Last weekend I took a trip to the Hills to the town of Mundaring 45km away… to go shopping. Not just any kind of shopping, mind. I went to visit a newly opened shop named the Wasteless Pantry. No prizes for guessing what kind of shop it is! It’s a new bulk grocery store that only sells loose grocery items, actively encourages shoppers to bring their own containers and even offers a Plastic Free July support group!
I’m lucky enough where I live to have a number of bulk produce stores to choose from, but this is the first store I’ve come across that sells groceries and cleaning products solely in bulk and does not offer any plastic bags or plastic packaging of any kind. It is like a dream come true!
The store isn’t big, but is neatly laid out with almost everything you could wish for (and a few things you might not have known you even wanted) all available in bulk. There was also a blackboard on the corner for customers to write their “wish list” of items they’d like to see available in the future. I wrote down maple syrup. I’ve never seen it in bulk in Australia and it’s something I’d really like to be able to source!
My favourite bit was the bulk pasta section. I’ve written on social media recently about Barilla’s decision to start adding plastic windows to their previously plastic-free cardboard pasta boxes. Here there was a good choice (including gluten-free pasta) so we stocked up. Bye bye Barilla!
Other highlights were:
- Bulk tortilla chips! Plastic-free! We bought an enormous bag full and devoured them within an hour of arriving home. To be fair, it was lunchtime. It’s probably a good thing that these aren’t commonly found in bulk stores!
- Hundreds and thousands. Not something I’d buy (just look at all those e numbers!) but quite impressed that it was even possible.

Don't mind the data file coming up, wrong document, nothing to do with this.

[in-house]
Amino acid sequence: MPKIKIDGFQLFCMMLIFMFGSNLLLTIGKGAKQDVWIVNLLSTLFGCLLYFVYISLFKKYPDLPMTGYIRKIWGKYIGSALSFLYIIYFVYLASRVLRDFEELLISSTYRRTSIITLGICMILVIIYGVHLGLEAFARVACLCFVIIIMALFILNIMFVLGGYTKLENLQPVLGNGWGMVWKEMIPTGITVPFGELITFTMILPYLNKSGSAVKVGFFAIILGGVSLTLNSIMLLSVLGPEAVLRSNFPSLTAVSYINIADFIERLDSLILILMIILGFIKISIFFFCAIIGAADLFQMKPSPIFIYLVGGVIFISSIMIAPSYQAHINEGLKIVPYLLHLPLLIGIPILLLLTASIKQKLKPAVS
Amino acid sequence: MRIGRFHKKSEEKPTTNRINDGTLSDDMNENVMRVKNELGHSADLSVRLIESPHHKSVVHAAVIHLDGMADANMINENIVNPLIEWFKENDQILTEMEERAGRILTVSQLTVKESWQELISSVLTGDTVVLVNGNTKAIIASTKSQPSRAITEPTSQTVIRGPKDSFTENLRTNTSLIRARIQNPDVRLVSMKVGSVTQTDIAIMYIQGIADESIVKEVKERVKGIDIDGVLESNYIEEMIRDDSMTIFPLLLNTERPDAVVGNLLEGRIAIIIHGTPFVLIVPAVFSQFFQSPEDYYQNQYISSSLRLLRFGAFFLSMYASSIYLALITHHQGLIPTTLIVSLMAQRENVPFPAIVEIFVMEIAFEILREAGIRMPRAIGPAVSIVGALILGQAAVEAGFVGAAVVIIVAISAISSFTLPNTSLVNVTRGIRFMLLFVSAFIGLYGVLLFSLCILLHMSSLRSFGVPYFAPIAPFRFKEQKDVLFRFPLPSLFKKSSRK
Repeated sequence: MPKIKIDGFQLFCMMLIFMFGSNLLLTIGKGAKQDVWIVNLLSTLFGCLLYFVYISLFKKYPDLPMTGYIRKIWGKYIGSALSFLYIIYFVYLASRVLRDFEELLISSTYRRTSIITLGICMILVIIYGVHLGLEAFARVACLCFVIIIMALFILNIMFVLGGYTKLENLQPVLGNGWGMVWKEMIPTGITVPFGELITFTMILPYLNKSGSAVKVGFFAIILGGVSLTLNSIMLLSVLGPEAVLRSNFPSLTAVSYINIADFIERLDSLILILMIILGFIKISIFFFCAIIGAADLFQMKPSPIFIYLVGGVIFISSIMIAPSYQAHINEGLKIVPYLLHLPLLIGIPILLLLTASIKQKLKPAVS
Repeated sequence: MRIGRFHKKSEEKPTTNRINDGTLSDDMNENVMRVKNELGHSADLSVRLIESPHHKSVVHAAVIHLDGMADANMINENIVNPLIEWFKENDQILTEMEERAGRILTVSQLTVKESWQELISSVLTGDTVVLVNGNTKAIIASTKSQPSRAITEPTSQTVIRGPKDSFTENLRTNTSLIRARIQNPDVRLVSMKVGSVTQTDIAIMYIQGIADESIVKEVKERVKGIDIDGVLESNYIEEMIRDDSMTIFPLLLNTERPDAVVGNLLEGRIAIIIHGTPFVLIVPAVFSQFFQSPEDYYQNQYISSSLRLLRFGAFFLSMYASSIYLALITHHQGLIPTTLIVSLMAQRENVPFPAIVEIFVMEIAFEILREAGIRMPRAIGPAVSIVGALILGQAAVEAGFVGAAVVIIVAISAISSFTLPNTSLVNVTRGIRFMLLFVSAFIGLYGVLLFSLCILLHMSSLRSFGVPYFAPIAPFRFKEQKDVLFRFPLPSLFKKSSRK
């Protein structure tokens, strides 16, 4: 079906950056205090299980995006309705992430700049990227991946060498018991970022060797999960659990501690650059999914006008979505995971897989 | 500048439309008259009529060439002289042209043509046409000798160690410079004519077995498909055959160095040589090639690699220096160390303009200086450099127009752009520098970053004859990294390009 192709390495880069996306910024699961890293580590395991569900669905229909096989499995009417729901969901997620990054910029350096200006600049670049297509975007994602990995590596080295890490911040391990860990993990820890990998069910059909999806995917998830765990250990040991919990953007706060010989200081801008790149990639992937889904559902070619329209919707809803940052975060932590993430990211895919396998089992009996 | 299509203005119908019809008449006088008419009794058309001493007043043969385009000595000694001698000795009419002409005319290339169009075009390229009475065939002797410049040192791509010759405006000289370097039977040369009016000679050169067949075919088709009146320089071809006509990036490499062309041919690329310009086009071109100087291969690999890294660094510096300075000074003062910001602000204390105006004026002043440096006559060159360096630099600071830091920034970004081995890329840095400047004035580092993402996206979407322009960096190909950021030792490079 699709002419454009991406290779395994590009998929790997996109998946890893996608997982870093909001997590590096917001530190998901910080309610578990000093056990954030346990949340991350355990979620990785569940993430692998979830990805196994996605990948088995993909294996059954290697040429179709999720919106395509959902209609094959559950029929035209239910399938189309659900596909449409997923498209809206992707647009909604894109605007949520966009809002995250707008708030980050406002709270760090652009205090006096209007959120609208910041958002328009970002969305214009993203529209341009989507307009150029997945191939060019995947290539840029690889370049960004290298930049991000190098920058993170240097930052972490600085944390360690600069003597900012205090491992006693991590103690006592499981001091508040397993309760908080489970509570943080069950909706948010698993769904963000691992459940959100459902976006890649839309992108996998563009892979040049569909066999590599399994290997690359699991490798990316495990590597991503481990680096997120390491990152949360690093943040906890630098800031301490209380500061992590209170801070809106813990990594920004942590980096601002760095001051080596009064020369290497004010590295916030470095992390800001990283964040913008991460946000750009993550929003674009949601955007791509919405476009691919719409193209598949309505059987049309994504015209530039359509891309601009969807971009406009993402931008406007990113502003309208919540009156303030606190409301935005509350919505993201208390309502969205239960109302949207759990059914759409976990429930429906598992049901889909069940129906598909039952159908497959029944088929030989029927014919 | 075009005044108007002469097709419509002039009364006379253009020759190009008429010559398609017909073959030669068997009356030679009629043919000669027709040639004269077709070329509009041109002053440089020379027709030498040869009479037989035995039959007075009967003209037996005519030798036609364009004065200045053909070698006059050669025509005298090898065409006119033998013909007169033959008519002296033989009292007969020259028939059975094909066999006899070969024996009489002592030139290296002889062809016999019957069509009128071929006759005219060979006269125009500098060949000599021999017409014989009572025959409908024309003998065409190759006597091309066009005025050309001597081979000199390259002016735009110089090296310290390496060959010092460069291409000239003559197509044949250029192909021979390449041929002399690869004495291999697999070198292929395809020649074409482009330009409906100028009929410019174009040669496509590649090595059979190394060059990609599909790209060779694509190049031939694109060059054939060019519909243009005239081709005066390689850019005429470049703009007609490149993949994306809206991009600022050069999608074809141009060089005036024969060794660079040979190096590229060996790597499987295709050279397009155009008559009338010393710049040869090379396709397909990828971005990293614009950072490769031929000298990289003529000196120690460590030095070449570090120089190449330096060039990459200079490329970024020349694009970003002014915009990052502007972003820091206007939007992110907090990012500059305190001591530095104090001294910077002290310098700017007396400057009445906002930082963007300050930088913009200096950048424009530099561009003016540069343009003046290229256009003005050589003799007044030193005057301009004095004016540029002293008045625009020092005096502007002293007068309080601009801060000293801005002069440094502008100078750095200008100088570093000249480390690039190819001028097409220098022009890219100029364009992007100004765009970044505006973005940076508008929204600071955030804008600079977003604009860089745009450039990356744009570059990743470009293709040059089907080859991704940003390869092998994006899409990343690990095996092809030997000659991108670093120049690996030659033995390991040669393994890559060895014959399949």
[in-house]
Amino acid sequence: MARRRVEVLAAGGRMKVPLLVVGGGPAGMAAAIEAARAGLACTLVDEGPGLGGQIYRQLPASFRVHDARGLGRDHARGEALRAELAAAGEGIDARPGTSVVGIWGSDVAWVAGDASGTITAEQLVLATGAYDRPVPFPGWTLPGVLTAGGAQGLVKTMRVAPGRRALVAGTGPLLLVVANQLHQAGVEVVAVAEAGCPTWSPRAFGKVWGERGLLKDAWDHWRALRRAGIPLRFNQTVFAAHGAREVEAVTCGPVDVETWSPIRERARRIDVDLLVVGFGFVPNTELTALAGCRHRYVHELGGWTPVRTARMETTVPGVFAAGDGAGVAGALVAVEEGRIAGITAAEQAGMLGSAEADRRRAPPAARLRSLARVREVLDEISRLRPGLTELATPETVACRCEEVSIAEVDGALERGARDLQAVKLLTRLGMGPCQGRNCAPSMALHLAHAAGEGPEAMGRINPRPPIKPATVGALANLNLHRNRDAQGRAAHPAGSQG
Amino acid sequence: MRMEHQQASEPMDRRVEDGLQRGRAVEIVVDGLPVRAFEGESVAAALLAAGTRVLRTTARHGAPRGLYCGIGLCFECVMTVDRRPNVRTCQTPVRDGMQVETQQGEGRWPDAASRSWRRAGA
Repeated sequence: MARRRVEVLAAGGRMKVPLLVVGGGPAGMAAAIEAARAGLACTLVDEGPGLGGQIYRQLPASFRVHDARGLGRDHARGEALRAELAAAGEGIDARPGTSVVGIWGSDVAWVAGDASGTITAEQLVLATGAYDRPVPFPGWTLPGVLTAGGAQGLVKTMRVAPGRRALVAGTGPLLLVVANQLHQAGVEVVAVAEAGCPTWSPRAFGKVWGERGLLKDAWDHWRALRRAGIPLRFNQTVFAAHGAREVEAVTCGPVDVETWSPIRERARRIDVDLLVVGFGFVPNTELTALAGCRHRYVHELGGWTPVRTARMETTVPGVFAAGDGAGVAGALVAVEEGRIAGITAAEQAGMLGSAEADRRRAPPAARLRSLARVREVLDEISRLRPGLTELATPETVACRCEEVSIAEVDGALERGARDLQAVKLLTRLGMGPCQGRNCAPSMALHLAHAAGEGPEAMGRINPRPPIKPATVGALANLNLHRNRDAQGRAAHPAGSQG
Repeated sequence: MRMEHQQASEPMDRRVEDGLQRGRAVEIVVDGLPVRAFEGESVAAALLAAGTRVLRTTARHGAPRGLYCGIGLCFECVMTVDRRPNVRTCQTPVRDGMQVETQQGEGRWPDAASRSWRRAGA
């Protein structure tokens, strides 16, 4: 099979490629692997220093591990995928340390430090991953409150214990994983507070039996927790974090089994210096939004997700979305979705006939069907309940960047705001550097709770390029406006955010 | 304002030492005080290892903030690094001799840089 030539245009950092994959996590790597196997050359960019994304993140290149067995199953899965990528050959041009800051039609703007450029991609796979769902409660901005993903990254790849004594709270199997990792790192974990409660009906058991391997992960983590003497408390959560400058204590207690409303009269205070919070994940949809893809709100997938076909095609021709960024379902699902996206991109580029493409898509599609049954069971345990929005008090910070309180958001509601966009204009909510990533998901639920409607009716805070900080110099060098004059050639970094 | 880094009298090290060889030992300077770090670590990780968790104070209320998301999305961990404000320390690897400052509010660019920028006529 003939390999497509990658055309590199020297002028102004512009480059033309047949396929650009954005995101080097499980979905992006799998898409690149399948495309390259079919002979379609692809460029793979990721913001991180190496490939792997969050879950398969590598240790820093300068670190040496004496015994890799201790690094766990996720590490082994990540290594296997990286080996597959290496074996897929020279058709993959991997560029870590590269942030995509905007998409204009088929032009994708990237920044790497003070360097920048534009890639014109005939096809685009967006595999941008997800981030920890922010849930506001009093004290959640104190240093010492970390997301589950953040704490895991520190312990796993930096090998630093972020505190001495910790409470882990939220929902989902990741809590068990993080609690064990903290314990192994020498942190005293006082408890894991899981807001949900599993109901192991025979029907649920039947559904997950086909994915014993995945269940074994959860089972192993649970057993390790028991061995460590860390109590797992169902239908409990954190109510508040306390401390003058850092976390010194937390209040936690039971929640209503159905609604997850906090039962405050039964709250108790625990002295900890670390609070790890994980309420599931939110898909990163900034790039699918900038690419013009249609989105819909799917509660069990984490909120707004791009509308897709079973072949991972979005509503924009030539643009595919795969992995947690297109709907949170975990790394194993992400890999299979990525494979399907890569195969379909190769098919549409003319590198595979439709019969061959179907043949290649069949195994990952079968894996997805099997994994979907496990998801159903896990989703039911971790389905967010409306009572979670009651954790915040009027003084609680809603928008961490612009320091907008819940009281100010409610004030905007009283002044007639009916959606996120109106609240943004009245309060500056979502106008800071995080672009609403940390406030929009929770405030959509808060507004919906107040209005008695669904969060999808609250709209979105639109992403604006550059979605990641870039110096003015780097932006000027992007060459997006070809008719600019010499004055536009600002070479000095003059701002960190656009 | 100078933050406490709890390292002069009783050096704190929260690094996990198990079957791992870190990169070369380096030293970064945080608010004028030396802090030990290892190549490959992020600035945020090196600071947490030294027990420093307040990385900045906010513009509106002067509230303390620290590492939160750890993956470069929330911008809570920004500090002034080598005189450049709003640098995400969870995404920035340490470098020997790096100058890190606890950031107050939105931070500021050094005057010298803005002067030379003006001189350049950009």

- A little bit of upcycling: funnels made from old plastic milk bottles.
- Free bottles and bags, just in case you forgot your own or didn’t quite have enough. The store also sells new glass jars but I love the fact that they make old ones available to shoppers too.
No Bulk Stores Near You? Don’t Despair!
I didn’t write this post to gloat. I know that lots of you don’t live close to bulk stores. I’m lucky that I have so many close by to where I live, although this one doesn’t count – a 45km trip without a car makes this too difficult for regular shopping. Instead, I wrote this post to give you encouragement. This store only opened its doors on 1st June…that’s less than 4 weeks ago. Bulk and zero waste stores are popping up more and more…it’s a growing trend!
The Wasteless Pantry is the result of two women who were frustrated with the amount of waste they were consuming – and decided to do something about it.
Doing something about it doesn’t mean you have to open your own shop (although I know a few of you secretly – or not so secretly – harbour such dreams)! This might be at the more ambitious end of the scale, but we can all do something. Just because you don’t have a bulk bin store at the end of your street, it doesn’t mean bulk shopping is out of reach. Don’t make the mistake of doing nothing simply because you can’t do everything.
The fact that these shops exist mean that products are being sold in bulk. Most products are sold in bulk. All you have to do is find them!
- One approach is to ask producers and farmers directly. They may sell to you or they may not – but the question must be asked if you want to know the answer.
- Think about bulk buying groups. Food co-ops exist in many areas, but they don’t advertise so you’ll have to seek them out.
- Bulk buying groups don’t have to be formal, either! They can be as simple as a group of friends who club together to buy a large amount of one product, and then split it. It doesn’t even need to be food. When I needed to buy more toilet roll recently, I put it out there on Facebook and 9 other people agreed to buy a box too. I had 10 boxes of toilet roll delivered to my doorstep, and the 9 I didn’t need were collected by friends and family. It helped supported a local business, reduced our cost (bulk buying often works out cheaper) and stopped 9 other families buying plastic-wrapped toilet paper from the supermarket ; )
Start small. Choose just one item. Think of items you get through large quantities of, or items with a long shelf life. Investigate local producers or suppliers. No-one can do everything. But everyone can do something.
Of course, if you’re inspired enough to start your own zero waste store, go for that instead!
Now I’d love to hear from you! Do you have bulk stores near you, or do you struggle to find anything not packaged in plastic? Have you joined a food co-op, or found a Farmers market or producer that you can buy products without excessive packaging? What is your biggest frustration…and your greatest triumph in the war against waste?! Please tell me your thoughts in the comments below!